Rac1B exerts core role in ARHGAP11A-elicited HCC malignant actions
To further verify that ARHGAP11A promoted HCC EMT, invasion and migration by enhancing the expression of Rac1B, we performed Rac1B gene silencing in Hep3B and MHCC97-H cells by using specific human siRNA. Rac1B silencing significantly reduced the capacity of invasion and migration of HCC cells (Fig. 6a, b). Meanwhile, Rac1B knockdown also led to increased E-cadherin expression and decreased N-cadherin and Snail expression (Fig. 6c). Additionally, we overexpressed Rac1B in ARHGAP11A-shRNA-transfected Hep3B cells, which should result in concurrent ARHGAP11A knockdown and Rac1B overexpression in the same cells. We found that the expression of N-cadherin and Snail was recovered compared with the ARHGAP11A-shRNA group (Fig. 6d). Taken together, these results indicated that Rac1B plays a pivotal role in ARHGAP11A-induced EMT, invasion and migration.
RhoGAPs family, which is well known as regulators of cell migration, invasion and metastasis, has been found downregulation in various cancers . Theoretically, RhoGAPs members are typically classified as growth suppressors and to play inhibitory role in cancer cell proliferation and malignant transformation. Recently, evidences have shown that high expression of RhoGAPs members can be found in some cancers that might serve as oncogenes. SH3BP1 was found to be highly expressed in HCC and could inactivate Rac1 to enhance cell motility . Rho GTPase transcriptome analysis also revealed oncogenic roles for RacGAP1 in basal-like breast cancers . Therefore, RhoGAPs play distinct roles in cancer depending on their spatial regulation and cancer type context . Albeit RhoGAP domain is an evolutionary conserved protein of GTPase activating proteins towards Rho/Rac/Cdc42-like small GTPase, scientists discovered Rho-independent pathway by which some RhoGAPs directly bind to p53 to affect cell proliferation and apoptosis . DLC-1 also showed RhoGAP domain-independent activities . Herein, an uncharacterized RhoGAP, named ARHGAP11A, was investigated in human HCC . We demonstrated that ARHGAP11A expressed in HCC tissue, and showed significant correlation with clinical prognosis in HCC patients. ARHGAP11A knockdown decreased cell proliferation, invasion and migration in HCC in vitro, even metastasis in vivo. Thereby, we have reasons to believe that ARHGAP11A can act as an oncogene, not a tumor suppressor, in human HCC. Our finding was in an agreement with a previous speculation that ARHGAP11A might possess oncogenic and pro-metastatic characteristics . However, Xu et al. also found that ARHGAP11A induced cell cycle arrest and apoptosis via binding to the tumor suppressor p53 in oligodendrocytes . This functional diversity might correlate with cancer type context, and unravel the unique role of ARHGAP11A in HCC. EMT development often appeared during tumor invasion and metastasis which resulted poor prognosis in patients . Evidences showed that EMT facilitated tumor vascular invasion and metastasis in HCC, and contributed to early recurrence [27, 28]. Rho GAPs were found to be involved in EMT regulation in cancers. The CCR2 3′UTR acted as a ceRNA for STARD13 and helped to inhibit cell metastasis by repressing EMT in breast cancer . SH3BP1 is a direct target gene of TAZ in prostate cancer cells, mediating TAZ function in enhancing EMT-meditated cell migration . In present study, we verified that ARHGAP11A induced EMT development in HCC cells, as evidenced by notable morphological changes and phenotype markers transition. E-cadherin was found to be downregulated while N-cadherin and Snail were upregulated, which endow cells with increased motility and invasiveness [31, 32].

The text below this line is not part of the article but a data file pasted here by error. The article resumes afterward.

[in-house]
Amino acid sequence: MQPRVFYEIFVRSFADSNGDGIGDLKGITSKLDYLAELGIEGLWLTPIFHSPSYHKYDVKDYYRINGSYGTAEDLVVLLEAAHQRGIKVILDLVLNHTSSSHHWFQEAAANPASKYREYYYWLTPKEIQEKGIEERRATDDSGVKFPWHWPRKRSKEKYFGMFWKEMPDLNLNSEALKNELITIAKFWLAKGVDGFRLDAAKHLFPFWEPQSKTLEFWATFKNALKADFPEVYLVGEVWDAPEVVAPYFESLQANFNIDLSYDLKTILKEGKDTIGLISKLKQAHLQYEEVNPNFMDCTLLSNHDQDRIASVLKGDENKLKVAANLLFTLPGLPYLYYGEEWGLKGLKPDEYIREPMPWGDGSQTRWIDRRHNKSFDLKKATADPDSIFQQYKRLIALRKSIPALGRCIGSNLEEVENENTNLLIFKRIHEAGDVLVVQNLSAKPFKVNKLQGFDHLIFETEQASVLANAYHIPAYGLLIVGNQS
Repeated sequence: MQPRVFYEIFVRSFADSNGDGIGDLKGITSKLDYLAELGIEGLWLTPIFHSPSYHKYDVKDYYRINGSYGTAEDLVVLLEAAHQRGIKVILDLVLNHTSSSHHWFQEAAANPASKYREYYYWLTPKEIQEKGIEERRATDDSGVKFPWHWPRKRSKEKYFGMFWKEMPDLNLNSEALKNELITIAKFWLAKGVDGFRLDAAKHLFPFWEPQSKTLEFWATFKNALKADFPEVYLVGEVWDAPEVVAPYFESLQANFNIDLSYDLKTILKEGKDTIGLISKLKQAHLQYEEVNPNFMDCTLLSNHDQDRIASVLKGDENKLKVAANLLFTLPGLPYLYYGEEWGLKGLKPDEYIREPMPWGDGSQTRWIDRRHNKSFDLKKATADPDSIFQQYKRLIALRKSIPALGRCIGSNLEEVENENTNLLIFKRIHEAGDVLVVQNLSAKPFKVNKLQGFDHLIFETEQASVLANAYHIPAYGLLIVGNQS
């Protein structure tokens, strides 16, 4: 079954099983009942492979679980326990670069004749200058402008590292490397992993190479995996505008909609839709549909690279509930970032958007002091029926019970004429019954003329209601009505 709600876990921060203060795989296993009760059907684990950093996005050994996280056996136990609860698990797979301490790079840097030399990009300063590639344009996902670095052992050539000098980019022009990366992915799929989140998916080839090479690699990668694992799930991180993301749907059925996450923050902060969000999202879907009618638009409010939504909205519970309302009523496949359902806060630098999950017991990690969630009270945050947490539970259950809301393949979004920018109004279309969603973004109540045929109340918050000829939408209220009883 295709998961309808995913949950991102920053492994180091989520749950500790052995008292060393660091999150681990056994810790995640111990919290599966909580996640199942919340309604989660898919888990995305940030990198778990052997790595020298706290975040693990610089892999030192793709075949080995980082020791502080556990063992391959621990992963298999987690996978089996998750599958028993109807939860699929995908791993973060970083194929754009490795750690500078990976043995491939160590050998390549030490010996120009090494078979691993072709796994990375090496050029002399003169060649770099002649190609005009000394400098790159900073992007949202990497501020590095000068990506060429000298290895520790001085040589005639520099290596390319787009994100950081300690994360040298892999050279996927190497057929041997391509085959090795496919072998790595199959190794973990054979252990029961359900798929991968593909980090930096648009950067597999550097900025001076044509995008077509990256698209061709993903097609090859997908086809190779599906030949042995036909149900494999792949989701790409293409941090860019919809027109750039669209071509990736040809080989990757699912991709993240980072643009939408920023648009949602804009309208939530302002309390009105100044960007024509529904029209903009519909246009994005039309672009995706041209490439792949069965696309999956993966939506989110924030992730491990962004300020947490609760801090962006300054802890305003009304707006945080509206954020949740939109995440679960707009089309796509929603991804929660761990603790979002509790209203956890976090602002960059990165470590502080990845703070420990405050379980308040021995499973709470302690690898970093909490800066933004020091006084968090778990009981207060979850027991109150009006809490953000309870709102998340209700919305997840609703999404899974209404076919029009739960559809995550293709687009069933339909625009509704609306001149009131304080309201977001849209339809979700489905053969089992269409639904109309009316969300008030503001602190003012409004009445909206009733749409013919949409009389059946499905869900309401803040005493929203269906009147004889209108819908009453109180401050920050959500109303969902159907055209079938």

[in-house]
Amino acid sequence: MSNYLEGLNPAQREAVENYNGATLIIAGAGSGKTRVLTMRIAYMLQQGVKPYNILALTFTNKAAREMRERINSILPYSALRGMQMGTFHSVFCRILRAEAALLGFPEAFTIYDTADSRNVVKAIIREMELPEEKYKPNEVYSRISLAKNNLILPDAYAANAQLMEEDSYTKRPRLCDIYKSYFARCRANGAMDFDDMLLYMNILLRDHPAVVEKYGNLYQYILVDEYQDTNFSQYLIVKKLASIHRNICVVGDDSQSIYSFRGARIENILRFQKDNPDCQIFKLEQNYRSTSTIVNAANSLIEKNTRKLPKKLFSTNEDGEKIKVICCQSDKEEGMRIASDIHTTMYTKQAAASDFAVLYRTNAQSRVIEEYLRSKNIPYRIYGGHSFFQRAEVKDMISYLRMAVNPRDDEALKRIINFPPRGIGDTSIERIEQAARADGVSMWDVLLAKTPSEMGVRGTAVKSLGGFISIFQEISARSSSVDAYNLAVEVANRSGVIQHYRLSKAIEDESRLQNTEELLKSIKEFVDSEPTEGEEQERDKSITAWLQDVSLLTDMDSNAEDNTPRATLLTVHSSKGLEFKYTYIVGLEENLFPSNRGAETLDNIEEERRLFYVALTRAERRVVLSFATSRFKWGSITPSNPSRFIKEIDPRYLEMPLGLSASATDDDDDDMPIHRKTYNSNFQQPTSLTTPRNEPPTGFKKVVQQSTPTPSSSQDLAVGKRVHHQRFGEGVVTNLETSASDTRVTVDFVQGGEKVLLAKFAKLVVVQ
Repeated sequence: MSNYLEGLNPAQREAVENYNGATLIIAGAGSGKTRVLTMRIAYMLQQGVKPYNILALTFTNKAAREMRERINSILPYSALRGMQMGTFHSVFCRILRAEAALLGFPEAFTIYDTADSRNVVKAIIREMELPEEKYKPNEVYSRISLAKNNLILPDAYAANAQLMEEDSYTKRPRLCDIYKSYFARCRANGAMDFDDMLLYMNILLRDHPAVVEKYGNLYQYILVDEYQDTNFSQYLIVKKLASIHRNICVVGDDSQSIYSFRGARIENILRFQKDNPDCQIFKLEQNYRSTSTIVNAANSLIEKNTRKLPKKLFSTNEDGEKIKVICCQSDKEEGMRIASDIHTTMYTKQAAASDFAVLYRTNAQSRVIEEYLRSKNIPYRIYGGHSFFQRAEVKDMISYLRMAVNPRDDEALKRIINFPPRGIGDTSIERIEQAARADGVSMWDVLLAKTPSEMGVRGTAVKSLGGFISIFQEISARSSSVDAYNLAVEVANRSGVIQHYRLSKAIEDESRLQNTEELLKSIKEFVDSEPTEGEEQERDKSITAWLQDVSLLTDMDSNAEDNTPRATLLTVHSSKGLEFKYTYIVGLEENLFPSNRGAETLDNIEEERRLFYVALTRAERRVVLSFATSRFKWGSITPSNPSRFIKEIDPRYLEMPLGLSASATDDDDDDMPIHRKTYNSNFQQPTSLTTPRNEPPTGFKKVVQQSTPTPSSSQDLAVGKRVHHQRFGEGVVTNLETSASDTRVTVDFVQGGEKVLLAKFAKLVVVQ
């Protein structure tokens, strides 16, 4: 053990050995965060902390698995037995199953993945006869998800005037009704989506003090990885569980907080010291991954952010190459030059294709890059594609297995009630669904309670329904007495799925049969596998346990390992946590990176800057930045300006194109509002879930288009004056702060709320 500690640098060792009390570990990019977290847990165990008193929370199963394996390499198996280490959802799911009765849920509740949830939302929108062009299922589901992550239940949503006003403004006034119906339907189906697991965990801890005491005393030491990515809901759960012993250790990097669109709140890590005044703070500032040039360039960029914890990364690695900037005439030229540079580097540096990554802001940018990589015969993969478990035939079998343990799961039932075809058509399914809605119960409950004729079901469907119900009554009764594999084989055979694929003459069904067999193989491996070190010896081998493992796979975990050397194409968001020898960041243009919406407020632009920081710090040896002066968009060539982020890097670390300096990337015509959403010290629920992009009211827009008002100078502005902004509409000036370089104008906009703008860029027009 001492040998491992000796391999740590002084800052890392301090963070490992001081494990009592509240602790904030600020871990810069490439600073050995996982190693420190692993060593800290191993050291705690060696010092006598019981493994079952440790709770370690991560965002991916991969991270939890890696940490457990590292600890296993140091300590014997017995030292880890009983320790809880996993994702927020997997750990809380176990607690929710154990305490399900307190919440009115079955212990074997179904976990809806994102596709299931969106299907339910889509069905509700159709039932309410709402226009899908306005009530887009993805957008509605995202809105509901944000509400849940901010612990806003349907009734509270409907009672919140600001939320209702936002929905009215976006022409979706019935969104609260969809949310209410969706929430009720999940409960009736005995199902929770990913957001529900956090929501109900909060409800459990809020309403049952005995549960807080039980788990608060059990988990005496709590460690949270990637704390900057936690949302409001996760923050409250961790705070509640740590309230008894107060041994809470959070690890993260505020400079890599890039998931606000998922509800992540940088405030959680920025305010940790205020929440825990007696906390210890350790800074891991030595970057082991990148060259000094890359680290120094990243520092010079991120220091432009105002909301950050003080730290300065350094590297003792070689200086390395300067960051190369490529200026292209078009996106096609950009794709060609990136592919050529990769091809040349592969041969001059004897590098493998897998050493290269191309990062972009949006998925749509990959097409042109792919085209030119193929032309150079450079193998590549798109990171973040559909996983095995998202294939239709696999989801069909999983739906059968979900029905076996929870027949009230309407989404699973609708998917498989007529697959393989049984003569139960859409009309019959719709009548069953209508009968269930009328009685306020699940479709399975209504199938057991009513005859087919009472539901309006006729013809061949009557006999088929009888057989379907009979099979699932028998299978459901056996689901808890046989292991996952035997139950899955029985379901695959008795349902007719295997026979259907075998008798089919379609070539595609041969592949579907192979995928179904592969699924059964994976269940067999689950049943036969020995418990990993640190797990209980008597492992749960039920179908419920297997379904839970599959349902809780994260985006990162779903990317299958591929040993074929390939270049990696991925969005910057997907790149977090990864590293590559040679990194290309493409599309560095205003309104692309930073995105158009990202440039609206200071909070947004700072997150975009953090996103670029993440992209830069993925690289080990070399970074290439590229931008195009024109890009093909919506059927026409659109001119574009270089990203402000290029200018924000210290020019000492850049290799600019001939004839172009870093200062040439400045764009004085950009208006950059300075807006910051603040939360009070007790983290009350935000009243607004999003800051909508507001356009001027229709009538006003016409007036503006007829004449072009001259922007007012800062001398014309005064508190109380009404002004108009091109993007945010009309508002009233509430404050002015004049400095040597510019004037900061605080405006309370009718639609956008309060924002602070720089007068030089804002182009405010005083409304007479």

Over decades, the role of MMPs in cancer metastasis has been studied , and the MMP-3/Rac1B pathway was considered a classic. Rac1B is generated by alternative splicing from RAC1 also encoding the small GTPase Rac1, a member of the RAS superfamily of small GTP-binding proteins . Rac1B was preferentially overexpressed in malignant lung and breast cancer [35, 36]. In lung cancer, MMP-3 elicited the expression of Rac1B, which subsequently stimulated the expression of transcription factor Snail to induce EMT . Studies have uncovered that Rac1B is crucial for cancer cell proliferation and metastasis  and exerted oncogenic activities partly through EMT induction . Rac1B overexpression stimulated Tcf-mediated gene transcription, whereas knockdown of Rac1B resulted in decreased expression of the Wnt target genes C-myc and Cyclin D . Rac1B also reduced E-cadherin expression and cellular adhesion in colorectal cancer cells . Even so, we were not sure about the expression state or exact role of Rac1B in ARHGAP11A-mediated HCC. Thus, we hypothesized that ARHGAP11A might regulate Rac1B to promote HCC growth and EMT development. However, unlike classical MMP-3/Rac1B pathway, there was no change of MMP-3 protein while notable Rac1B reduction could be found in ARHGAP11A-knockdown HCC cells. Inexplicably, qRT-PCR assay indicated that ARHGAP11A had no impact on Rac1B mRNA expression. ARHGAP11A was previously proved to be a GAP specific for Rho, but not for Rac or Cdc42, and ARHGAP11A stimulated cancer cell motility by enhancing Rac activity . Our results also indicated that ARHGAP11A is probably a GAP for RhoA, but not for Rac1 or Rac1B. Though Co-IP assay has confirmed the positive interaction between ARHGAP11A and Rac1B, the regulatory mechanisms by which ARHGAP11A increases Rac1B activity need to be further investigated.